November 29, 2010 10:30 AM

A statement by Senate leader Rob Mayer (R-Dexter) about his priorities in the Missouri Senate has placed Right to Work legislation again in the state spotlight, and rightly so.  Right to Work legislation is a true economic engine and job creator.

Presently, the 1935 National Labor Relations Act says that if union organizers win a representation election by 50% plus one of those voting, they are empowered to negotiate contracts on behalf of all 100% of the workers.  Once union organizers meet this standard they demand a contract which requires all of the workers to pay full union dues.  Missouri policies authorize termination of workers for refusal to pay dues.

Right to Work advocates believe it is morally wrong to force a worker to pay money to a labor union in order to get or hold a job.  It is equally wrong to force a worker to pay money to a labor union that supports political parties, ideas or strikes they don’t support.  

Thankfully, the Taft-Hartley Act enacted in 1947 allows individual states to outlaw the closed union shops and replace them with open unions.  Twenty-two states, including six of the eight states that border Missouri, have passed Right to Work laws, disallowing union bosses to demand the firing of an employee who refuses to join or pay dues. 

States that have adopted Right to Work laws are attractive places for workers.  According to the US Census, from July 1, 2008 through July 1, 2009 a net total of more than 339,000 Americans have moved to what they believe will be a better economic future for themselves in these 22 states.  Since April 1, 2000 there has been a net transfer of nearly five million Americans to Right to Work states. Workers are fleeing forced union states.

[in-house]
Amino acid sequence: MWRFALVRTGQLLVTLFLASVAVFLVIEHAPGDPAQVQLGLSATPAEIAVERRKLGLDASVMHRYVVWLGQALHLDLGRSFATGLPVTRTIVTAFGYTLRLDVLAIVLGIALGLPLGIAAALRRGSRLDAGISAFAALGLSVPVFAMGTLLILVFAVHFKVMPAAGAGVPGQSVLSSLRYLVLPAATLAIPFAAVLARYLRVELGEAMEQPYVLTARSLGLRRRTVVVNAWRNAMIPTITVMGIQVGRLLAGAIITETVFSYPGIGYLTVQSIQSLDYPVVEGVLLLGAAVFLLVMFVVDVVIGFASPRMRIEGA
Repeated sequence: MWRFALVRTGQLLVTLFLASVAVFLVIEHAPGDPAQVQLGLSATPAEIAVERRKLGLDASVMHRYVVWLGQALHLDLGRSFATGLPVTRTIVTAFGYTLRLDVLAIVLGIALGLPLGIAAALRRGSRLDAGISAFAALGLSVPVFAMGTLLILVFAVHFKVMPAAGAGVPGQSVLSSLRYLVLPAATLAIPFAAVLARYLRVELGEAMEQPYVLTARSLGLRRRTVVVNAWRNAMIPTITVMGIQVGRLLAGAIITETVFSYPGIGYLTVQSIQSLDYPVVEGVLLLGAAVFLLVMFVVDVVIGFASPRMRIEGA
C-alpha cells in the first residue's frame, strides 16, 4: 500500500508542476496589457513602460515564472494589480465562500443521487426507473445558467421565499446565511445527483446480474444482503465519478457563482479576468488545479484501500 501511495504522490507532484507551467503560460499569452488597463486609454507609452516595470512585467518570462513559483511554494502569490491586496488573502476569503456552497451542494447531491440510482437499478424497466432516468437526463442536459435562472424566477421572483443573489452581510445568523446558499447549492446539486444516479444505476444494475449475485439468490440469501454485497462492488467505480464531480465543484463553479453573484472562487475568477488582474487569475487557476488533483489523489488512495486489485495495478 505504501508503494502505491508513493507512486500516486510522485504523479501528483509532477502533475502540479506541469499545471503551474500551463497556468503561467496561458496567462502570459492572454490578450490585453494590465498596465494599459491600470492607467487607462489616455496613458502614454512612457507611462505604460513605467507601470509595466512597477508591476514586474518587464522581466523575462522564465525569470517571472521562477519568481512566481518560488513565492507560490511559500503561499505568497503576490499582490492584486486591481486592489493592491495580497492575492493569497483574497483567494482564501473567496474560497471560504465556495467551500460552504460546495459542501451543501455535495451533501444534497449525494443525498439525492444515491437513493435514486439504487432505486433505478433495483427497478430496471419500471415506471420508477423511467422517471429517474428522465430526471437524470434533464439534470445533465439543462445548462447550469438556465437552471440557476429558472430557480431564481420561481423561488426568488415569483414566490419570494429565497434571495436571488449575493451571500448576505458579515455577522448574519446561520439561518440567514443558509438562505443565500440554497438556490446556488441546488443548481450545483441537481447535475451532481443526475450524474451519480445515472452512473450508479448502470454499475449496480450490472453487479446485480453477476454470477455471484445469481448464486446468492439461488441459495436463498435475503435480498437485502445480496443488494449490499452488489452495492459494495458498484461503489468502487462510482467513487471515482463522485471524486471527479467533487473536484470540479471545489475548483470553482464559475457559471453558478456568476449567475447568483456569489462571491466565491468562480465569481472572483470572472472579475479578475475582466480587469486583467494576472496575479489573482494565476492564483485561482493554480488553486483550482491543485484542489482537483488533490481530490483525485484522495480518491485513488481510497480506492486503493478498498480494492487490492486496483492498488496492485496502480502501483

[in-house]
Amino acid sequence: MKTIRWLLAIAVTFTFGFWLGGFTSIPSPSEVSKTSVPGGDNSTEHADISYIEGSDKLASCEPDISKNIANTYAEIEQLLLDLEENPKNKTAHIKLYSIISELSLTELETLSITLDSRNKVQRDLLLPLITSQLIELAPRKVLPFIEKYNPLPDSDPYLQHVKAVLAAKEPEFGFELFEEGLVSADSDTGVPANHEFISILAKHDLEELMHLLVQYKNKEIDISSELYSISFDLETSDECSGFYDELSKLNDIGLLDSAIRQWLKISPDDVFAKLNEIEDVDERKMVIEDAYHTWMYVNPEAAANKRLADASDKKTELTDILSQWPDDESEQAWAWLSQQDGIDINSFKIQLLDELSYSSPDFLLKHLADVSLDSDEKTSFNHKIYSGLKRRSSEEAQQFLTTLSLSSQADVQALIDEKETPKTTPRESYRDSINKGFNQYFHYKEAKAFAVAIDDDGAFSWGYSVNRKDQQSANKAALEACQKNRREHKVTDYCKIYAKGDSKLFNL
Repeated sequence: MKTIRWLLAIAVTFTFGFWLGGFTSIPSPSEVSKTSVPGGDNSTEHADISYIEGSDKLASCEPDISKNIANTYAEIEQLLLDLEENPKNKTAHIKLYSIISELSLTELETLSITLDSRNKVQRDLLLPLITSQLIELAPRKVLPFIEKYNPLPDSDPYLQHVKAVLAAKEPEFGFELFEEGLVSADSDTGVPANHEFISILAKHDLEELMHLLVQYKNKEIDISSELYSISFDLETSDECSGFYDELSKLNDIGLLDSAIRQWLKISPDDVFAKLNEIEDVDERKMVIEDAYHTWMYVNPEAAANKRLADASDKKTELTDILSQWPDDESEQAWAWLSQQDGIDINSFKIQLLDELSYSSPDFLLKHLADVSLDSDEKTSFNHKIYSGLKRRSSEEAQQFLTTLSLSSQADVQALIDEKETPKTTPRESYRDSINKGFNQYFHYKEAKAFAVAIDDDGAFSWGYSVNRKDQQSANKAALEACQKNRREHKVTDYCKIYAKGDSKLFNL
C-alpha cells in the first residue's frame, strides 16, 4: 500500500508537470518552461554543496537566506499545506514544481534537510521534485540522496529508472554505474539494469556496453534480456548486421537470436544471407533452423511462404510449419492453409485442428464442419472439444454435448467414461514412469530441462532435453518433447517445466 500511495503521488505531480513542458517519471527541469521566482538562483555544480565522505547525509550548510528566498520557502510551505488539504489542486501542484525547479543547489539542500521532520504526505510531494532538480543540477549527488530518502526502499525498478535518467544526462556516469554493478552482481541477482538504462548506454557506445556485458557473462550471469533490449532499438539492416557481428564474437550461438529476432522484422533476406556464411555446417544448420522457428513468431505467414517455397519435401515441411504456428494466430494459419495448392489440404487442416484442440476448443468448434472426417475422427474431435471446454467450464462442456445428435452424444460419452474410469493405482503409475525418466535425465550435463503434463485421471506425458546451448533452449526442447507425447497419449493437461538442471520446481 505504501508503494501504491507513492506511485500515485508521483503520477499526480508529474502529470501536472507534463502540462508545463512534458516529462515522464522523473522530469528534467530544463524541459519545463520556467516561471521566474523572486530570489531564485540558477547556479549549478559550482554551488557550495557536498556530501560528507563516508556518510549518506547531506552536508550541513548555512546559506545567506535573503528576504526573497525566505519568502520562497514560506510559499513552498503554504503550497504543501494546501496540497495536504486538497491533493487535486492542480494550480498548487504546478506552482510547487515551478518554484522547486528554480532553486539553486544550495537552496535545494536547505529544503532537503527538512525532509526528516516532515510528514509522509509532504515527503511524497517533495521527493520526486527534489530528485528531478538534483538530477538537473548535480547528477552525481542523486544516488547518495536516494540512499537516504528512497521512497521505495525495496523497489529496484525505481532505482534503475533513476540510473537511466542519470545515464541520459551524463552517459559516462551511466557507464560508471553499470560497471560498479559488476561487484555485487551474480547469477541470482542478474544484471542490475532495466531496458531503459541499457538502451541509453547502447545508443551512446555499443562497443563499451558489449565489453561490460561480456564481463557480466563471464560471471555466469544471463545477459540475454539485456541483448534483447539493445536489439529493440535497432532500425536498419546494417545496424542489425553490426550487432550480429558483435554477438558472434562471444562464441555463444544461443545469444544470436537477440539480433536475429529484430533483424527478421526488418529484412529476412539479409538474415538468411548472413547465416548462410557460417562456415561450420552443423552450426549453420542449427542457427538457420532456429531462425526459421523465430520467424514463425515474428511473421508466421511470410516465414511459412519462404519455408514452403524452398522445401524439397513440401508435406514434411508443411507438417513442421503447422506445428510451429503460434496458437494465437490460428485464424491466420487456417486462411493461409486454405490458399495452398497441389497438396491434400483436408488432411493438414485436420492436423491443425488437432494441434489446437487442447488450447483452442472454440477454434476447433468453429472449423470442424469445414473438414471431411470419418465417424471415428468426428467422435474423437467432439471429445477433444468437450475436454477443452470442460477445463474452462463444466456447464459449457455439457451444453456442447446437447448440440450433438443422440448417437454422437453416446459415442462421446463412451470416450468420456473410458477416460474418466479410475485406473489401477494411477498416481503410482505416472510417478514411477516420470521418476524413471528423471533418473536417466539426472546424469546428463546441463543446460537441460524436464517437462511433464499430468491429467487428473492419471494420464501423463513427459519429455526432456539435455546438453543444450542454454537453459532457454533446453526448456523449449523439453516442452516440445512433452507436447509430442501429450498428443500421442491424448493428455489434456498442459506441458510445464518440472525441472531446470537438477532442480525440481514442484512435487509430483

Likewise, Missourians ought to have the right to support unions without being compelled to do so.

Where workers are forced to pay union dues, union bosses use their power to bank-roll regulation-happy state legislators and governors.  As a result, the economies of forced-dues states continue to fall behind.

Businesses are increasingly considering Right to Work as a key competitive criterion when considering sites for new growth and investment.  Almost three-fifths (69.5%) of business executives specify Right to Work as a very important or important factor in site selection according to the annual corporate survey published by Area Development Magazine.

In December 2009, Right to Work states had a lower unemployment rate than states with forced-union laws.  Also, the six states in the nation with the lowest unemployment rates were all Right to Work.   The US Department of Labor shows that from 2003 to 2008, jobs in Right to Work states grew at 9.1%--2.5 times faster than the rate in forced-union states.

Since 2007 all of Missouri's bordering Right to Work states (Kansas, Iowa, Nebraska, Oklahoma, Arkansas and Tennessee) have enjoyed a higher percent increase in personal income than Missouri.

Oklahoma was the 22nd state to enact Right to Work laws in 2001--and the most recent.  Census data confirm that, after years of below-average growth, Oklahoma has become an economic leader.  Between 2003 and 2006, real personal income in Oklahoma grew by 13.6%--more than the national average and more than twice as fast as the average in forced-union states.

Missourians can benefit from these same union reforms.  If Missouri becomes a Right to Work state we will benefit from thousands of new and regenerated businesses; new construction sites; new jobs and millions of dollars in new tax revenues.

Greg Johns is the Executive Director for Missourians for Right to Work.  He previously worked as an organizer for the AFL-CIO in California and Arizona.

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Right to Work advocates believe it is morally wrong to force a worker to pay money to a labor union in order to get or hold a job.


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